What Is Fiscal Sustainability?
When people introduce a new meme into politics, their standard operating procedure is often to just start talking about some label, say that it's a problem, make various dire predictions, and then keep writing more and more screeds to try to get everyone else to think that it's a problem. The meme or label used in campaigns like this is value loaded in some way, and the label often has little to do with what the writer is talking about, because the label is rarely explicitly defined and journalists, pundits, or commentators think it's very pedantic and academic to start talking about definitions. Pretty soon after a process like this gets going, there's very little connection between a label and what is being talked about under that label. So it is with fiscal sustainability.
In the past few months there's been a lot of talk about “fiscal sustainability,” and also an assumption that we all know what this means. It refers, of course, to: the annual Federal Deficit (the gap between Federal Spending and Federal Tax Revenues), the public National Debt (the accumulated inflation adjusted sum of deficits and surpluses since the inception of the Republic), and the debt held by the public to GDP ratio. People who write about this then, see things this way: continuing and growing deficits are a sign that fiscal sustainability is going down; continuing and growing increases in the national debt are a sign that fiscal sustainability is going down; and an increasing debt-to-GDP ratio is a sign that fiscal sustainability is going down.
But what is Fiscal Sustainability? Is it really about deficits, national debts, and debt-to-GDP ratios? Well, that depends on what we mean, or at least ought to mean by that phrase. In another post, I pointed out that:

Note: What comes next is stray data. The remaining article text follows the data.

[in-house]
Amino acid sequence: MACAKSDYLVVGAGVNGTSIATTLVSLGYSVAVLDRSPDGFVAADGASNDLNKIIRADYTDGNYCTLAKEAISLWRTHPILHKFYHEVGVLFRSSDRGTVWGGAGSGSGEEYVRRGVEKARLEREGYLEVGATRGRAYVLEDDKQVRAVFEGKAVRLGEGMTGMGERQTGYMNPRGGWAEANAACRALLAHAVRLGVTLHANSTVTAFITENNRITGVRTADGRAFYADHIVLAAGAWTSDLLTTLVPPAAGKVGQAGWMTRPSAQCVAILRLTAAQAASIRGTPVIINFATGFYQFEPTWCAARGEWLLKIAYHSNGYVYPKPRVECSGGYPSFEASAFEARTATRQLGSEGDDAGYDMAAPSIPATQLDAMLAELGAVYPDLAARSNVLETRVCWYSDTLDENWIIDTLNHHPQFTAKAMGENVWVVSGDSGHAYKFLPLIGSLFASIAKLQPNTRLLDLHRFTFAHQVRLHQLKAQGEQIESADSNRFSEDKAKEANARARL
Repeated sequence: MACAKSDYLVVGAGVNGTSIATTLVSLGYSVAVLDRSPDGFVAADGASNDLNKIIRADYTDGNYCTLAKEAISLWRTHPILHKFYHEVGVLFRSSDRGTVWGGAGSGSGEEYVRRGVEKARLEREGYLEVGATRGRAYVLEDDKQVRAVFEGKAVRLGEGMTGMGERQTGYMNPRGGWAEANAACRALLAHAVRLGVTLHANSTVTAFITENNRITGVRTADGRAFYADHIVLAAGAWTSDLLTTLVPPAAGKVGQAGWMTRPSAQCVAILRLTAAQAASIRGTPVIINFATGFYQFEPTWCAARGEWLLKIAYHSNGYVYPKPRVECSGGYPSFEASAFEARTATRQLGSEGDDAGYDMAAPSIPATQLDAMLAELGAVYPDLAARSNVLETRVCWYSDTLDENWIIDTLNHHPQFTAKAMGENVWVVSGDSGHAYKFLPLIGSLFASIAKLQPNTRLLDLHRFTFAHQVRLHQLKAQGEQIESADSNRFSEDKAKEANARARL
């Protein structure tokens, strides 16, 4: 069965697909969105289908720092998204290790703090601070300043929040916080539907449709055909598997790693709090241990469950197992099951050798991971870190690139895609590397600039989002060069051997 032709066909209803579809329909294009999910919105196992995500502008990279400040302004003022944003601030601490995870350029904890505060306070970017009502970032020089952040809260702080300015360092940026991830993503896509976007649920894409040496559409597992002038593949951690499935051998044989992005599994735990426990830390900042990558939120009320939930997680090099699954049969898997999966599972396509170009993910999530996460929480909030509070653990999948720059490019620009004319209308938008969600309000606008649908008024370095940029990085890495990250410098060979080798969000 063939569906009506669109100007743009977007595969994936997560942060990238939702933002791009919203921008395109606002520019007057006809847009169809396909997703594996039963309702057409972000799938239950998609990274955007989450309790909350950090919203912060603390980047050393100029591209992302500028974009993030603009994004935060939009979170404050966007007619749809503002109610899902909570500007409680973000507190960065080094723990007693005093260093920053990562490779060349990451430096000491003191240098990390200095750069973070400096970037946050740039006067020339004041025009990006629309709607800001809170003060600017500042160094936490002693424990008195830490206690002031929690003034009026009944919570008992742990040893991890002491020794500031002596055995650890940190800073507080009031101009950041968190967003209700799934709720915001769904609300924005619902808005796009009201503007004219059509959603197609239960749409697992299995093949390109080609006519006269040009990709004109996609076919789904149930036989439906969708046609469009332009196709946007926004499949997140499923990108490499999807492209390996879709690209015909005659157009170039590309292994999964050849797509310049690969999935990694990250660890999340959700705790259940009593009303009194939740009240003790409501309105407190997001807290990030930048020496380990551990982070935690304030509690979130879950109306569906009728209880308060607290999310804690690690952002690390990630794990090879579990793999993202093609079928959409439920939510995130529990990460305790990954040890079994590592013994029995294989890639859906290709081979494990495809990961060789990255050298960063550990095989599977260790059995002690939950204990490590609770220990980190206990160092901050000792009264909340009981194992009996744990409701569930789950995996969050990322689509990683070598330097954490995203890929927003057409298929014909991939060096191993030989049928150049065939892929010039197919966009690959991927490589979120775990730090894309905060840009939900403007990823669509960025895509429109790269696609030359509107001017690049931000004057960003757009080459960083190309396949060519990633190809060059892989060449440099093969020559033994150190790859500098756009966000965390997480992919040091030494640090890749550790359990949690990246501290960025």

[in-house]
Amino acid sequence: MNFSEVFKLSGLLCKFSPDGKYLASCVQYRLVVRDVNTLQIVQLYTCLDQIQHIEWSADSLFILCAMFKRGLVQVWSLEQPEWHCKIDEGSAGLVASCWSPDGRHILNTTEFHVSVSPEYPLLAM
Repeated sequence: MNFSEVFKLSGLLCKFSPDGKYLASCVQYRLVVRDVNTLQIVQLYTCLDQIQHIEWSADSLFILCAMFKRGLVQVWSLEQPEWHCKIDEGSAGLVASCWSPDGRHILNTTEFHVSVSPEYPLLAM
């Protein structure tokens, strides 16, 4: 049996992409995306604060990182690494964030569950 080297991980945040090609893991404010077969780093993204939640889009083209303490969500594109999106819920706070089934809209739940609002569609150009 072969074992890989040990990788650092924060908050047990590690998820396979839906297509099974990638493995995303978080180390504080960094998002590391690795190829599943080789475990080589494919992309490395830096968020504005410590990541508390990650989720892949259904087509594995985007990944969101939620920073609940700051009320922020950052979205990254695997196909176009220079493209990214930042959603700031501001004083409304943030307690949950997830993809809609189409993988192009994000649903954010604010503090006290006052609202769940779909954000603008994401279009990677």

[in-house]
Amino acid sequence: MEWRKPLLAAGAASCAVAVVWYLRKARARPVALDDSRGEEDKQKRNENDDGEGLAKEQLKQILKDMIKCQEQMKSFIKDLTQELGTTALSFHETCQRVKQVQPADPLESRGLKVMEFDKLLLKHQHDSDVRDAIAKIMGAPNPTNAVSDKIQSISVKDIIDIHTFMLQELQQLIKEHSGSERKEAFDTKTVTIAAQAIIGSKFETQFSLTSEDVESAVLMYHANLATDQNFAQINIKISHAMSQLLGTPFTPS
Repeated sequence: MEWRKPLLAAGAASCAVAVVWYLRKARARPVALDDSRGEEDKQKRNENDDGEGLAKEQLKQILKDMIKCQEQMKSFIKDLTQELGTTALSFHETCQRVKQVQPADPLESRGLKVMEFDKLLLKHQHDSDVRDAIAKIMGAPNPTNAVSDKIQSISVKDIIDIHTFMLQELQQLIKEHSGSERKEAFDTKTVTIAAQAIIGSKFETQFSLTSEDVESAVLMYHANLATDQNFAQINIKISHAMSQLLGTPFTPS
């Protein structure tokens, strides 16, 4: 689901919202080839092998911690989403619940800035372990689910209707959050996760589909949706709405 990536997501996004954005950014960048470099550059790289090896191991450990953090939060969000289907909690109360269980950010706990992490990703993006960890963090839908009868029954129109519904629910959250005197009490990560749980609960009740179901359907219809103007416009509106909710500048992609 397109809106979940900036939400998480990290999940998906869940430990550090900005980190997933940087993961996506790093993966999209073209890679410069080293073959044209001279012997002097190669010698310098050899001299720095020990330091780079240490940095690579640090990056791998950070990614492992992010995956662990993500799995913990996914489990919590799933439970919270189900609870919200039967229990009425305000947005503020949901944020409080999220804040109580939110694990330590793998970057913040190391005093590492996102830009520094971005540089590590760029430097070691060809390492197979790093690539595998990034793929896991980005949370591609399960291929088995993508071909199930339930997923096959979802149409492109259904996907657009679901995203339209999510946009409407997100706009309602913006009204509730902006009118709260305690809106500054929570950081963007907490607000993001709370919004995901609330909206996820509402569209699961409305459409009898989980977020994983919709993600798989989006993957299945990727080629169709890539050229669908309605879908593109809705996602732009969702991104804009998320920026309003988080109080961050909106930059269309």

”Fiscal situation” ought to be taken to refer to Government spending and its impact on the economy as a whole, including the private sector and the international environment. Why? Because isn’t our interest in the value, both positive and negative, produced by Government spending, and isn’t the public purpose of Government to do the best it can to produce positive value and to both minimize certain negative consequences and completely avoid those consequences that are entirely unacceptable?”
And then I defined “fiscal sustainability” this way:
”Fiscal sustainability” is the extent to which patterns of Government spending do not undermine the capability of the Government to continue to spend to achieve its public purposes.”
This definition can be consistent with worries about deficits, debts, and debt-to-GDP ratios; but only if the Government's ability to spend is operationally limited by its ability to tax or to borrow. If it could not tax or could not borrow any additional money to use to increase spending to accomplish its public purposes, then it would be true that any short-term increase in spending that outran its ability to gather revenues over time would be "fiscally unsustainable."
On the other hand, however, if a Government's ability to spend isn't dependent on its ability to borrow or tax, then these debt-related indicators of fiscal sustainability aren't valid any more, because they no longer measure it. We then need new measures. So, in the United States today, is the Government's ability to spend dependent on its ability to tax or to borrow? If not, what is it dependent upon? If not, is the Peterson Foundation and the Administration making much ado about nothing? Are they focused on a non-problem, a distraction? Are they preparing legislation to cut Social Security and Medicare, entitlements, as they call them, out of a mere confusion, an error in their understanding about how the Government actually spends money? More generally, is their whole orientation to any new legislation that involves considerable Government spending based on a misunderstanding about the ability of the Government to spend?
These are some of the questions that will be addressed at the Fiscal Sustainability Teach-In Counter-Conference to be held on April 28th in Washington, DC at the George Washington University. Don't miss the Teach-In Counter-Conference. Help us make it a success. Follow-up afterwards by watching the youtubes and the documentary therealnews.com will be making about the event, and by organizing fiscal sustainability teach-ins in your community.
Carry the anti-deficit hawk message of the event. We. Are. Not. Running. Out. Of. Money. The. Money. Was. There. All. Along. The. Money. Is. There. Now. The. Money. Will. Be. There. Tomorrow.
Let's make this the start of a movement that sweeps Peterson and the deficit hawks aside, and that forces this Administration to end the recession and rebuild our nation. Here's the event web site with all kinds of information about it, our speakers, the issues being addressed, press releases, schedules, location, associated blogs and so on.